The United States and Canada created the Areas of Concern Program in 1987 under the Great Lakes Water Quality Agreement. Fourteen of the 43 sites in the Great Lakes are in Michigan, and 12 are currently active.
Michigan’s AOC program works with federal and local partners to restore these sites affected by legacy contamination and development.
AOC staff members work with partners to remove contaminants from river and lake bottoms, restore fish and wildlife habitat, monitor environmental health, and fix problems created by pollution. These problems are labeled “beneficial use impairments” (BUIs), which must meet specific standards to be removed.
Sources of Pollution in Torch Lake
Torch Lake is a 2,700-acre lake that received approximately 200 million tons of copper ore tailings from the eight mineral processing mills that operated between the late 1860s and 1968.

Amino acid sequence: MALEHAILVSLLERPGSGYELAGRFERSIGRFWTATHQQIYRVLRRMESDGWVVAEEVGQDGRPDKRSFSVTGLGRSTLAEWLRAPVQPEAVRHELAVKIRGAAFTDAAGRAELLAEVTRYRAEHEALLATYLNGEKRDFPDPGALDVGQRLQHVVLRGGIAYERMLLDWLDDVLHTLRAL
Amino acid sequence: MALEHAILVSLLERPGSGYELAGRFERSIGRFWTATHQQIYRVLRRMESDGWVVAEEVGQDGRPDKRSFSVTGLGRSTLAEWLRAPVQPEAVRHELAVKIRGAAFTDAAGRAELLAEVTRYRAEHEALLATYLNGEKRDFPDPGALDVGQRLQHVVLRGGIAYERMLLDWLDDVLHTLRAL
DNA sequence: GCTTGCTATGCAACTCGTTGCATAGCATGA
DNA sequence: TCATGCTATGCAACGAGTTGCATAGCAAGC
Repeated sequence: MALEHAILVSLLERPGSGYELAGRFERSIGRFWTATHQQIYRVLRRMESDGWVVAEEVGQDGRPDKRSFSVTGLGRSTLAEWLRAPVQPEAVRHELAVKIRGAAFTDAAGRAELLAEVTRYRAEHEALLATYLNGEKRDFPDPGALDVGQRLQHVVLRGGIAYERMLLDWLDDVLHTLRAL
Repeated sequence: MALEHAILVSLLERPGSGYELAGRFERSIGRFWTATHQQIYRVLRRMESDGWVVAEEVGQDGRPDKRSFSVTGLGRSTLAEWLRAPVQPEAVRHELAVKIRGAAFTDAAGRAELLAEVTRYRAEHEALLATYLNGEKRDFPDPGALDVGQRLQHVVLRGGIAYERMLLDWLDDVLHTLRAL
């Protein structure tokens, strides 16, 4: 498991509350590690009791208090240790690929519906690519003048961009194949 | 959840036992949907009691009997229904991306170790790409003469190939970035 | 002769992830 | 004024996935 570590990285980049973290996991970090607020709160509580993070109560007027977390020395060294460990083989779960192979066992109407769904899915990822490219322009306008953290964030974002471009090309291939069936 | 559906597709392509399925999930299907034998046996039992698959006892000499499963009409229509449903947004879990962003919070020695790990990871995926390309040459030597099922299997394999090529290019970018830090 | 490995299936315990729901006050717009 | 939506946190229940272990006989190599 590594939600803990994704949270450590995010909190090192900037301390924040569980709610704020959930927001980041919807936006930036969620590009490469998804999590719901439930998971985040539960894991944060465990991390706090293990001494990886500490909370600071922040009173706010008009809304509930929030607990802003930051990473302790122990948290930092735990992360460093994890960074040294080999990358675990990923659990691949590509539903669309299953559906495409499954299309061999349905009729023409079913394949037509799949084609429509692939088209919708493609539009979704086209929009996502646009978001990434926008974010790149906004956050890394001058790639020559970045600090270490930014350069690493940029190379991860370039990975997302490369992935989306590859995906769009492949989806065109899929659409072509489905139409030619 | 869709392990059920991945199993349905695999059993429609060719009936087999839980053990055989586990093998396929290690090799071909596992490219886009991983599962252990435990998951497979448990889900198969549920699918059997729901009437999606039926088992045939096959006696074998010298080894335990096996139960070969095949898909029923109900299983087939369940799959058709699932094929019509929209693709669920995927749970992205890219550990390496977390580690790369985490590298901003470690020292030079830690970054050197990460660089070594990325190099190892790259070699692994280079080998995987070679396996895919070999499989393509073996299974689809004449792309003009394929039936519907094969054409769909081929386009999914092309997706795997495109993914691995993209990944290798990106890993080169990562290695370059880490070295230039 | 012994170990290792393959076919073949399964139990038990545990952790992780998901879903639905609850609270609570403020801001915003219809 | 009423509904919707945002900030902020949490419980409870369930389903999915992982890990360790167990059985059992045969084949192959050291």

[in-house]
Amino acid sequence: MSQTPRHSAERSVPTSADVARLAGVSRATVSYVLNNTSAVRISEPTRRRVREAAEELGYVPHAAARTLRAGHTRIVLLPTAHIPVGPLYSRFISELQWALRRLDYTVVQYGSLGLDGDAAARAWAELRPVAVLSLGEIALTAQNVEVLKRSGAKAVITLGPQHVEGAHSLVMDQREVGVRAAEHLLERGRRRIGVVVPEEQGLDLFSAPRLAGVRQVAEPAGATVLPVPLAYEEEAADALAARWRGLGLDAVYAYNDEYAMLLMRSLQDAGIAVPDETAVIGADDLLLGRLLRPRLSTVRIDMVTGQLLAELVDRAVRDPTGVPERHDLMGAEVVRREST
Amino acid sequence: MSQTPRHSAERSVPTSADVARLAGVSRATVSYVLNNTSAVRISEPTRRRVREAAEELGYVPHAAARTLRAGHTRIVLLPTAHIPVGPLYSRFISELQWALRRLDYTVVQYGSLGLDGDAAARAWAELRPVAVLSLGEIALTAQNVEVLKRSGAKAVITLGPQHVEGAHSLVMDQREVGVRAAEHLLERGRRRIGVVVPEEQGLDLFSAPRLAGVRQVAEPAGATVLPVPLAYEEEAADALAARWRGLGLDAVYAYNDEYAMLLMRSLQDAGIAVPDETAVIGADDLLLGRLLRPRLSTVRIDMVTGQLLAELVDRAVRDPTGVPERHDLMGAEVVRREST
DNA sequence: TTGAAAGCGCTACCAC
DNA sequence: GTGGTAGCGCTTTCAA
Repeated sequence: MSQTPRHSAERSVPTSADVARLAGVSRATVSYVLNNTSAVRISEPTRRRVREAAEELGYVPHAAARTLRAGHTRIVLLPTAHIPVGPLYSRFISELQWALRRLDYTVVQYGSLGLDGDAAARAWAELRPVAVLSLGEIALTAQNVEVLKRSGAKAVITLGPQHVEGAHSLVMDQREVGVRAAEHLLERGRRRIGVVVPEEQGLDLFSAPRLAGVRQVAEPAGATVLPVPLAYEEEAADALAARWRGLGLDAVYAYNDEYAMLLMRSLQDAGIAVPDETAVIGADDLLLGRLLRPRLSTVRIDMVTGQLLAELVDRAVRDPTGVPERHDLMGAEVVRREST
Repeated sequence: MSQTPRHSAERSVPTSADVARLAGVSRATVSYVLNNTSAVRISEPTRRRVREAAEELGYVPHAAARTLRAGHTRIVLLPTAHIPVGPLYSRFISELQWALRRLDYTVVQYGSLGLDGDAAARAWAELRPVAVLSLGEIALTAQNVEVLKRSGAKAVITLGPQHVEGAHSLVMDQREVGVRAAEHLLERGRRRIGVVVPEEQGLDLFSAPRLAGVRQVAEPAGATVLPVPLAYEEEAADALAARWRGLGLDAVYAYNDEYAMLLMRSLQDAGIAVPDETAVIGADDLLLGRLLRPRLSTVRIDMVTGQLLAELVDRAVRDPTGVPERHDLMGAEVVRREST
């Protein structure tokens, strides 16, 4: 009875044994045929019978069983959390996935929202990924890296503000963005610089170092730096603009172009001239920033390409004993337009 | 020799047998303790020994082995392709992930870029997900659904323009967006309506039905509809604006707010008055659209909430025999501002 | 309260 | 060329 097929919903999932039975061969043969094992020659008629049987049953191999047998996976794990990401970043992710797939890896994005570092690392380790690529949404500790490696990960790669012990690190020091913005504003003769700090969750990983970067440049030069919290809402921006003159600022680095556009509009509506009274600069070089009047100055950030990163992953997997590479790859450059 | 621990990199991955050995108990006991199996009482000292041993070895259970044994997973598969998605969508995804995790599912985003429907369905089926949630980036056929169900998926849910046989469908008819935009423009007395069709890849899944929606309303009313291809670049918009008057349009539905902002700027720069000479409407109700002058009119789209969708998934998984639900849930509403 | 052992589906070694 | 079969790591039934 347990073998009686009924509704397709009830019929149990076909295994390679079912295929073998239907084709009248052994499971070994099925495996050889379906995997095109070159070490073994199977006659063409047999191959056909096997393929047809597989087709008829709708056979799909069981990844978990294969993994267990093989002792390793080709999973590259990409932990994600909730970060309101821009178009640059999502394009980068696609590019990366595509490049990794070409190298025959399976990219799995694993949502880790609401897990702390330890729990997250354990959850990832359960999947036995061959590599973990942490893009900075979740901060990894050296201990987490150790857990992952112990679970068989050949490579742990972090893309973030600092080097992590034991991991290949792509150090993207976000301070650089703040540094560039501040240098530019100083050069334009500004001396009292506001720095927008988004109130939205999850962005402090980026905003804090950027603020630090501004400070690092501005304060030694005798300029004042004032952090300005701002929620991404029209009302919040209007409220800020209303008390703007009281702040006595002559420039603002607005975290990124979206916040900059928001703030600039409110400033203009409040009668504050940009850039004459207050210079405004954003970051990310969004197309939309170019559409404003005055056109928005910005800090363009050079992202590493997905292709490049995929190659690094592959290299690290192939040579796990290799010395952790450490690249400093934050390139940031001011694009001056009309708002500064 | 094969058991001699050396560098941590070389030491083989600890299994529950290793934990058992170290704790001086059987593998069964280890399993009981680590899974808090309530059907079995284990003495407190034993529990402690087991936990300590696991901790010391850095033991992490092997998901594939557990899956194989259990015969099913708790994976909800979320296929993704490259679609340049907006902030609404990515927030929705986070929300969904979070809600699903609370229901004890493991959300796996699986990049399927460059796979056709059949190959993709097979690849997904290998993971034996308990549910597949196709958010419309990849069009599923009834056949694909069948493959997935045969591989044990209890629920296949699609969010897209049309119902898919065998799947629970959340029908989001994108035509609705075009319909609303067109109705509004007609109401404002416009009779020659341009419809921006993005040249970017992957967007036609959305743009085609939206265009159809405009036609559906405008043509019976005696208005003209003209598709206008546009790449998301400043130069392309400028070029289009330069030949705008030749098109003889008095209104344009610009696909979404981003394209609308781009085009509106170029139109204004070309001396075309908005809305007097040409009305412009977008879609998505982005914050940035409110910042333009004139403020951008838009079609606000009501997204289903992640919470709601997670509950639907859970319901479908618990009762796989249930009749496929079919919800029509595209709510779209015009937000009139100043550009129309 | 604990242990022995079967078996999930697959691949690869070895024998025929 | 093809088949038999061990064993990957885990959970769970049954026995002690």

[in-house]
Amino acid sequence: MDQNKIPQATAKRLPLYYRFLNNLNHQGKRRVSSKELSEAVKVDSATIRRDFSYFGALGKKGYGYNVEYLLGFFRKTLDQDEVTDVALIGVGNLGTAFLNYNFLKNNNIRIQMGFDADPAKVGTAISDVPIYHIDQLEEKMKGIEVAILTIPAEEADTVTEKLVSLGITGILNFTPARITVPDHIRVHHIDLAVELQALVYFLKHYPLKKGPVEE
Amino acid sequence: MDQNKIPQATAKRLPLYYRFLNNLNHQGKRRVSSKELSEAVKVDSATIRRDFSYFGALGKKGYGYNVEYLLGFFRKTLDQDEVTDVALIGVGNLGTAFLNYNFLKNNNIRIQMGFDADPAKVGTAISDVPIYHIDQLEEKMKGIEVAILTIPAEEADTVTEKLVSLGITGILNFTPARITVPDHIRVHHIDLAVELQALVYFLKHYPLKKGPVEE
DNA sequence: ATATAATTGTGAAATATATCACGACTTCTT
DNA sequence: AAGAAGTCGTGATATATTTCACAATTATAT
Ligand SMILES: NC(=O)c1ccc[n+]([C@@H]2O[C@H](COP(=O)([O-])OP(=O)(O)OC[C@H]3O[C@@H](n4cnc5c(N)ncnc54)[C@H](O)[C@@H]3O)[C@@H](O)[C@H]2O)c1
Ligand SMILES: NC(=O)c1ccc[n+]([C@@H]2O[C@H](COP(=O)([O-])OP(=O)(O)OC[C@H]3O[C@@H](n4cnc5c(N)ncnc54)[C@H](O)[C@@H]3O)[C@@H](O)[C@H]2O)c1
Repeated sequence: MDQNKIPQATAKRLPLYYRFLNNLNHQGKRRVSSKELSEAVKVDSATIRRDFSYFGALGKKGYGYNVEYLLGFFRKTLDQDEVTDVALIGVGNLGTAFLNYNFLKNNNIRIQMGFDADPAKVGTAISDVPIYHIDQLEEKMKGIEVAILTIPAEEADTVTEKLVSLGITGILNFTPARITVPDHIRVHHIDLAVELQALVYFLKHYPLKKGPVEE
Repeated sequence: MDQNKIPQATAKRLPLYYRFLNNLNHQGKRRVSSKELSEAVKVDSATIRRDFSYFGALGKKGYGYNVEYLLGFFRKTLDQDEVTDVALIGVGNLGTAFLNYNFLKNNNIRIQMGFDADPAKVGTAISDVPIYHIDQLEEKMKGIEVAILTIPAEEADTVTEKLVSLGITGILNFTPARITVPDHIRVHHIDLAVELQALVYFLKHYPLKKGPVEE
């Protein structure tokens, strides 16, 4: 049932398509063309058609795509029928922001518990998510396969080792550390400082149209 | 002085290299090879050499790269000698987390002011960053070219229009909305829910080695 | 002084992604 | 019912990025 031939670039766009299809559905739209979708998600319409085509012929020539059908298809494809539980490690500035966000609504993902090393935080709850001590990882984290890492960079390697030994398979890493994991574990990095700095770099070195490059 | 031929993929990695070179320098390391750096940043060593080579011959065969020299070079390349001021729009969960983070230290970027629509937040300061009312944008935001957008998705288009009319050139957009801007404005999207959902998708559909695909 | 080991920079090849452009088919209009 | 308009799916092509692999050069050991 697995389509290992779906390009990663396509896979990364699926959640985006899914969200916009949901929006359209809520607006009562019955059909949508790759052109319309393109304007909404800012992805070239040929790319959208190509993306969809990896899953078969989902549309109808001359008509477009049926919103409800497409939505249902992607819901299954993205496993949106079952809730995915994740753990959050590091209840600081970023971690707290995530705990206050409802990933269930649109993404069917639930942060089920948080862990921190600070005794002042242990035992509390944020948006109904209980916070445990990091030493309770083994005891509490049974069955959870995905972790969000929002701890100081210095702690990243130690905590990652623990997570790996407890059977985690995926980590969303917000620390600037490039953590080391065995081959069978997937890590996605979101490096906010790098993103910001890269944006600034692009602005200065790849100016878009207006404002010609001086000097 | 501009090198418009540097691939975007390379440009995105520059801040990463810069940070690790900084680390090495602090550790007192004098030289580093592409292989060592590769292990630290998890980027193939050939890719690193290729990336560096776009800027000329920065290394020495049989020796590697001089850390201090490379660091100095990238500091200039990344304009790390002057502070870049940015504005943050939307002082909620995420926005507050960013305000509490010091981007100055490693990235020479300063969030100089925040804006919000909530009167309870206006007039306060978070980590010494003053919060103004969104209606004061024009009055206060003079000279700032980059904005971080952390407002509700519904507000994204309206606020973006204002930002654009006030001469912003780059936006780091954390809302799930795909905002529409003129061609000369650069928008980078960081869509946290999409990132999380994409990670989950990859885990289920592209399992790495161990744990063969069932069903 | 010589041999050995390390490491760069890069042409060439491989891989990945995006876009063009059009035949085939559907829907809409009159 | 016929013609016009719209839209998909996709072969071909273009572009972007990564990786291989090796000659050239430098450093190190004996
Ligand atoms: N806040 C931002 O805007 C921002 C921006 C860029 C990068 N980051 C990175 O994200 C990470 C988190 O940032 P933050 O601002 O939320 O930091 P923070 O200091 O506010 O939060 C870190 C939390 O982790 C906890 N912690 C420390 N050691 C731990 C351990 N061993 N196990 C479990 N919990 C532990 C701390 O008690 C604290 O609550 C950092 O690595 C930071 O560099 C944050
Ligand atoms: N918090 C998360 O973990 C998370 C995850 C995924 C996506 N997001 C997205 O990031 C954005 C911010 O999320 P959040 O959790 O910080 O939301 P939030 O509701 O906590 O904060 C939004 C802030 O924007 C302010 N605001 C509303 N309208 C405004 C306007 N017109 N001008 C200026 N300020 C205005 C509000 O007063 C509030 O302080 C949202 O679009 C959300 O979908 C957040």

The sources of pollution in Torch Lake are mine waste (known locally as stamp sands) which includes copper and other heavy metals, mineral processing chemicals, mercury, polychlorinated biphenyl compounds (PCBs), and polyaromatic hydrocarbons (PAHs).
Beneficial Use Impairments
The AOC program measures success through the resolution of Beneficial Use Impairments at a site. Torch Lake has two beneficial use impairments that prevent it from being removed from the AOC list.
- Fish Contamination
- Mercury and PCBs are stored in the fatty tissues fish in Torch Lake. Fish caught in Torch Lake should not be consumed.
- Degraded Benthic Community
- The benthos is the plants and animals found in the sediment of the lakebed. The benthic community in Torch Lake is sparse, but increasing at the mouth of the Trap Rock River at the northern end of the lake, and along the eastern shoreline. Along the western shoreline where the mills were located, the benthic community is nearly nonexistent.
Area of Concern Site Manager